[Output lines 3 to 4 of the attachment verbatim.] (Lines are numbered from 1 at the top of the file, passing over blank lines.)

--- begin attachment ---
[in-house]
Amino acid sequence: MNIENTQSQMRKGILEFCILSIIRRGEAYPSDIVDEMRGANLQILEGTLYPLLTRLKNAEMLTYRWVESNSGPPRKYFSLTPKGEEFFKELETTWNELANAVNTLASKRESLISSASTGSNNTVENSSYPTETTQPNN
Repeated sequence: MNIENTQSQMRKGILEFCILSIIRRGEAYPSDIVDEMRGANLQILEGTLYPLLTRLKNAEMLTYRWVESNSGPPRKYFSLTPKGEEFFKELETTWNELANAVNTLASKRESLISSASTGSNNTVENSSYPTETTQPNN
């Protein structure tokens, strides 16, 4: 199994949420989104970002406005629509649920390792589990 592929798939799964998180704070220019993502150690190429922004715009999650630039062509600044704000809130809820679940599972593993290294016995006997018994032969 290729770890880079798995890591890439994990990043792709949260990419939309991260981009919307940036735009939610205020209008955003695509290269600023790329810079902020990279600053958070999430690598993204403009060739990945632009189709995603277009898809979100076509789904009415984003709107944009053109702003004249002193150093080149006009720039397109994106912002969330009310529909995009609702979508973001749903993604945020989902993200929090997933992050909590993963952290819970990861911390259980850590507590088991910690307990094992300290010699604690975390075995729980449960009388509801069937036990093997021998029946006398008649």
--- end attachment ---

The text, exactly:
Repeated sequence: MNIENTQSQMRKGILEFCILSIIRRGEAYPSDIVDEMRGANLQILEGTLYPLLTRLKNAEMLTYRWVESNSGPPRKYFSLTPKGEEFFKELETTWNELANAVNTLASKRESLISSASTGSNNTVENSSYPTETTQPNN
């Protein structure tokens, strides 16, 4: 199994949420989104970002406005629509649920390792589990 592929798939799964998180704070220019993502150690190429922004715009999650630039062509600044704000809130809820679940599972593993290294016995006997018994032969 290729770890880079798995890591890439994990990043792709949260990419939309991260981009919307940036735009939610205020209008955003695509290269600023790329810079902020990279600053958070999430690598993204403009060739990945632009189709995603277009898809979100076509789904009415984003709107944009053109702003004249002193150093080149006009720039397109994106912002969330009310529909995009609702979508973001749903993604945020989902993200929090997933992050909590993963952290819970990861911390259980850590507590088991910690307990094992300290010699604690975390075995729980449960009388509801069937036990093997021998029946006398008649």